Back in the day, when the Mission was just the Mission and not the hippest place on Earth, there was a Taco Bell at the triangle where Valencia butts into Mission Street. I never understood who would frequent a Taco Bell in the heart of Taqueria heaven, and by the mid-2000s, Taco Bell and its triangular parking lot was replaced by an upscale triangular faux Victorian 4 story office building. I still like to call the spot Taco Bell Triangle.
I hesitate to divulge this, but Taco Bell Triangle is my new favorite night life destination. Yes, it was terrific when Tartine opened in the Mission, but who has time to stand in line for 30 minutes for coffee and a morning bun? (Many people, obviously.) Pretty much scratch off my list eating anywhere on Valencia between 17th and 22nd streets after 6 pm.
But, if (sshh) you scootch bellow Cesar Chavez, the intensity of hyper-hipness mellows out. Blue Plate was one of the very first upscale restaurants in Taco Bell Triangle, but there are other great and affordable low-key restaurants like Mi Lindo Perú, where the owner's mom once made me a custom ordered Piñata of a pregnant woman for an ill-conceived baby shower I hosted.
Too many people know about El Rio, the bar that still, on certain nights, represents the utopian integration of the old Mission; It was there, in the the early 90s that I discovered that unlike in New York, gays don't really need gay bars in San Francisco. More recently, I discovered that the establishment doesn't even frown on me bringing in take-out and dining on a back yard picnic table with my food and their pints.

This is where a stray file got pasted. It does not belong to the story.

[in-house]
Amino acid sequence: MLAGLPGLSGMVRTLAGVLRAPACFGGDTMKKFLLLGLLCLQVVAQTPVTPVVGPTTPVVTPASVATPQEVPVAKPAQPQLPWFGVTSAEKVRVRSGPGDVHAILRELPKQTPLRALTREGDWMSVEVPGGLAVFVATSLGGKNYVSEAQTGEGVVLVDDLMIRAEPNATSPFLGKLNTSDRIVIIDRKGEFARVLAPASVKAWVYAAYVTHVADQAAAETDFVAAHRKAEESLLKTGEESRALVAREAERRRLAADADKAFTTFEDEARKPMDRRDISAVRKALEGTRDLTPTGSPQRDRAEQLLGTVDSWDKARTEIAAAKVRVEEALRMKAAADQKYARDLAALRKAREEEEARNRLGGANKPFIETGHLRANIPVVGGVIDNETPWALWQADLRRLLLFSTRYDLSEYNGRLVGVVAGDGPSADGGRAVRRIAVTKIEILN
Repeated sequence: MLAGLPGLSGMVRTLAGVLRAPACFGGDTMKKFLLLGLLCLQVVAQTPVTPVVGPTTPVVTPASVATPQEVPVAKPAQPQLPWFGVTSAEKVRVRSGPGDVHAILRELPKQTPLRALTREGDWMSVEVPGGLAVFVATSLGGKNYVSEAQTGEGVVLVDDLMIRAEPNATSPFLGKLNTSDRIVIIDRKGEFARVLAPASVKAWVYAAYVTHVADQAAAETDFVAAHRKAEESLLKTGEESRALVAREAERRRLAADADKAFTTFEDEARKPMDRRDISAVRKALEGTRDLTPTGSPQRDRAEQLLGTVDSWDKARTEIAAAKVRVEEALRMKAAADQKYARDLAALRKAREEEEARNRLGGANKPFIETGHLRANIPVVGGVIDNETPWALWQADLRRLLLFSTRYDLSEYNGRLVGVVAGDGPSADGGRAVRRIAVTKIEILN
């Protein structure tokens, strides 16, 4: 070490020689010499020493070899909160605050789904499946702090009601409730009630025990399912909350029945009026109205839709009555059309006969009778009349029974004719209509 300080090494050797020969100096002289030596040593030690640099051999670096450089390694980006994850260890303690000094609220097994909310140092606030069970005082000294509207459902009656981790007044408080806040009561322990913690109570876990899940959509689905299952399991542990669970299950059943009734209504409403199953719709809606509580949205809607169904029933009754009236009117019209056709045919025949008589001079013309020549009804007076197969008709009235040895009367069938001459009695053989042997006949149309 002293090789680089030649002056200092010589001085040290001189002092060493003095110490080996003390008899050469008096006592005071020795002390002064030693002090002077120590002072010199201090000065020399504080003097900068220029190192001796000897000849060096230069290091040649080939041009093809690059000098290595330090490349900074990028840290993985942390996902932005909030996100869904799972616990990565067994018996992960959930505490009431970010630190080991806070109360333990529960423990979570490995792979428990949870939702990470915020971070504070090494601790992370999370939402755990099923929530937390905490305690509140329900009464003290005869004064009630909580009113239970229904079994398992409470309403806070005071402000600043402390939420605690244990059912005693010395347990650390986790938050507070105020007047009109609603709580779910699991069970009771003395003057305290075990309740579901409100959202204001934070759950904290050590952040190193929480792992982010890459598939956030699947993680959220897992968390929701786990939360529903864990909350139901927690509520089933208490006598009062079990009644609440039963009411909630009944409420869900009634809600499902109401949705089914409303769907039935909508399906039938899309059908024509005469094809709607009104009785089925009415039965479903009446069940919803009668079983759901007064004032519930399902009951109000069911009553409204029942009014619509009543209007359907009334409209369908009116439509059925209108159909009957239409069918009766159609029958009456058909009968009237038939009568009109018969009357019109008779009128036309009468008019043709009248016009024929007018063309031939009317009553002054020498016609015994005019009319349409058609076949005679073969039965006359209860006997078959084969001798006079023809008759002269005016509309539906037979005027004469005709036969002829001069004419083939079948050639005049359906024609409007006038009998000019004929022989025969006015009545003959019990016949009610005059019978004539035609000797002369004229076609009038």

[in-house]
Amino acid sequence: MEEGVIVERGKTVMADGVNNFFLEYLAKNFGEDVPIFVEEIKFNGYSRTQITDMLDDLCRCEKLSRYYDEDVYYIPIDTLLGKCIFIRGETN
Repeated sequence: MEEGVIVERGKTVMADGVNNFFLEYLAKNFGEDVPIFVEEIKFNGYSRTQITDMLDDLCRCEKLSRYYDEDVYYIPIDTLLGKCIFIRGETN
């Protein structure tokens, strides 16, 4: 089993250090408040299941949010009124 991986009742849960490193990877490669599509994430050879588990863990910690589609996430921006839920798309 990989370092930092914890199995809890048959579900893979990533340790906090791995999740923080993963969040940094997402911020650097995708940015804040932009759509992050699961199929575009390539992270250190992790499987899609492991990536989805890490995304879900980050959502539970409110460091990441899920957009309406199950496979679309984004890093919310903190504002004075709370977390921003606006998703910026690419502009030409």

But if your looking for a one-stop spot for great food and beer, and you'd prefer not to eat out of a foam carton, Taco Bell corner has a fabulous new brewpub which means you don't need to battle the doorway crowd at Monk's Kettle or the suffer the Millennial scene at Southern Pacific Brewery. But its not just the chill vibe that makes Old Bus Tavern a super choice; unlike so many upstart gastro pubs, Old Bus Tavern is an owner-operated artisan microbrewery and the dining is so many notches above pub fare. Yes, there's chili, but they also serve Sunchoke tempura and Quail eggs and other delicately delicious fare.
This warm but upscale tavern has been around since the summer but I didn't discover it until it hosted an SF Beer Week three-course, paired beer dinner that was roundly decreed one of the best of Beer Weeks 600+ events. Their beers selection included exciting originals like the Lemon Basil Saison Belgian, a Hand of Doom IPA and a chili porter brewed with sixty pounds of Poblano chiles.
All of which will fortify me next week to do battle at Simpson's Trivia night at The Knockout, next door.
The ghost of Taco Bell smiles on this corner.